Fantasy is my favourite genre when done right. It has the potential to transport you to a completely new world, momentarily allowing you to forget everything around you. It pushes imagination to the limit, creating rich worlds and civilisations all while still telling a powerful yet relatable story. Often synonymous with the fantasy genre are striking visuals, triumphant scores and special effects galore. These prove to be very costly to make so it’s not often that we get to see many fully-fledged fantasy movies anymore. Fortunately, animated films exist, allowing stories to be told that wouldn’t otherwise make it to the screen.
The How to Train Your Dragon series does all that I just mentioned and more. It has everything that I want in a fantasy. On the surface, it may seem like just another kids animation but it has some of the best world-building that I’ve seen in any movie. Berk is a bustling little settlement, full of life, charm and…Vikings! I believe in all the characters and their friendships, even the ones between human and dragon. By choosing to live alongside the dragons and forgetting about the past and the actions of their ancestors, the people of Berk are thriving. It’s such an interesting concept that also manages to be relevant today. Just because it is the ‘done’ thing, doesn’t make it the right thing.
How to train your dragon 3 is the culmination of toothless and Hiccup’s journey and the end of a near-perfect trilogy. This time around the focus is on Hiccup and his leadership abilities. He’s matched up with the formidable dragon hunter Grimmel, almost a polar opposite to Hiccup. He’s pushed to his limits as a leader and as a friend in order to bring him down.
Let’s just take a moment to talk about the animation. It is truly breathtaking. Every individual dragon scale, hair on Hiccup’s head and particle of fire look amazing. We see large groups of dragons in one shot where each one looks completely original. Plenty of time was clearly spent on making the film look as good as possible. The goosebump-inducing Hidden World reveal was one of the most beautifully presented scenes that I’ve ever seen. I was so impressed that I watched a clip from the first movie just to see how far the animation has come, and the difference is mind-blowing.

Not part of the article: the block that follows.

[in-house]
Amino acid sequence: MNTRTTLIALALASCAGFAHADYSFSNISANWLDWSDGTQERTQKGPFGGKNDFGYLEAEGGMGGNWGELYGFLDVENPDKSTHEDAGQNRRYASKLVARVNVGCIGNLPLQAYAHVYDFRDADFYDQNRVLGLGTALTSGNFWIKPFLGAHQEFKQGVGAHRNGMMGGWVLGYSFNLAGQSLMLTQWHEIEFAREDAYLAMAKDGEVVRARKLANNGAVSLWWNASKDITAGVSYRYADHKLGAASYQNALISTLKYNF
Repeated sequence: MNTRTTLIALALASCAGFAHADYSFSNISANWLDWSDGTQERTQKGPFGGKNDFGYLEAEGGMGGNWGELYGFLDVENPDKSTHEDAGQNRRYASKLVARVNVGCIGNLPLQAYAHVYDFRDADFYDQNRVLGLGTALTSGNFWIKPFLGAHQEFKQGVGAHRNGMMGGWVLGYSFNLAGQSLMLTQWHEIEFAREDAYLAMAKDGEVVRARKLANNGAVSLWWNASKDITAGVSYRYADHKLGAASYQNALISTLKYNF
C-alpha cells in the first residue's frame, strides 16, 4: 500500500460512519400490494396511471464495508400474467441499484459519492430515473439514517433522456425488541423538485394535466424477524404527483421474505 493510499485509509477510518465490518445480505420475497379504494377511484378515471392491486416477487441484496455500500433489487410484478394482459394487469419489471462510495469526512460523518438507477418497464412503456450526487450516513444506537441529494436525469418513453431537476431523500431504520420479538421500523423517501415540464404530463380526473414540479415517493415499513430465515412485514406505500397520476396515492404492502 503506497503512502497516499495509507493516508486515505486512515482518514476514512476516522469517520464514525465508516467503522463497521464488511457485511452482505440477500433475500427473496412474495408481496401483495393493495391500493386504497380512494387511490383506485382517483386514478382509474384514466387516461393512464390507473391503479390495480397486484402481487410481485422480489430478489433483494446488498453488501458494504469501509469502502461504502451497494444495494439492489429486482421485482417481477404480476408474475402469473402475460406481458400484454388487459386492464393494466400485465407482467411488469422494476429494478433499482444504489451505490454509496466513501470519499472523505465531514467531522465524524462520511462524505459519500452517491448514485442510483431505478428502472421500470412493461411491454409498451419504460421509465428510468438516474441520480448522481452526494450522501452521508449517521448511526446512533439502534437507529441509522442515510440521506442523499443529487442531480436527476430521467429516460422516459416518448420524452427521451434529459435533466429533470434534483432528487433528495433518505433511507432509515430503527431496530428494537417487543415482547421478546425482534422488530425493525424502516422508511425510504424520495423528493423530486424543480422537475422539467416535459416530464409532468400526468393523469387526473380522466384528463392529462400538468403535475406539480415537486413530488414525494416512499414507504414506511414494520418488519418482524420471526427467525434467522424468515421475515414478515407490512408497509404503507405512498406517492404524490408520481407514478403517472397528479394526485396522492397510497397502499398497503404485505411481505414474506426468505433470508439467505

Much like the animation, each character has also grown and developed over time. No longer a boy, Hiccup has learned from his past experiences and mistakes, becoming the leader of Berk. Having spent so much time with his character, every step he takes feels right. He still has the same insecurities and strengths but now understands what they are and how to utilise them. It’s a good message, you don’t need to be a chosen one or have special abilities to be a hero and a leader. Hiccup achieved it by staying true to his feelings and following his heart.
This is not just Hiccup’s story though, Toothless has just as much focus on him. It’s incredible how much personality and emotion is conveyed by an animated dragon. His scenes alone with the Light Fury are just as captivating as the rest of the movie, if not more so. I cared about what happened to him, also feeling the pain and joy that he goes through. This empathy is the heart of the film and the key ingredient to why it’s just so enjoyable to watch. I don’t think anyone will be able to get through the final scene without tearing up a little bit, I certainly couldn’t.
The thing that surprised me the most in this movie was the dedication towards each scene. Despite potentially alienating the audience, some sequences linger on for a long time, sometimes without any dialogue. These moments are truly magical, relying solely on the visuals and score. One example is Toothless and the Light Fury flying around with each other for the first time. It is stunningly presented, the two dragons dance around each other while flying through a picturesque stormy night sky. It has a serene quality to it and captures the essence of the moment perfectly.
While the good massively overshadows the bad in the film, it’s not perfect. The irritating characters from the previous entries return and are still more annoying than funny. The villain Grimmel is very underdeveloped and generic. His concept is fine but he needed more screen time to be fleshed out. Which takes me to the films biggest problem, the length. It feels way too short. An additional 10-20 minutes to flesh out the new characters would have made the film almost flawless. With the animation quality so high though, it doesn’t surprise me that the run time is shorter than the story deserved. That being said, 104 minutes is still impressive. I must have enjoyed it so much that the time just flew by.
For fans of the series, this is a must-watch. As much as I want another sequel, this was the perfect ending to an amazing trilogy.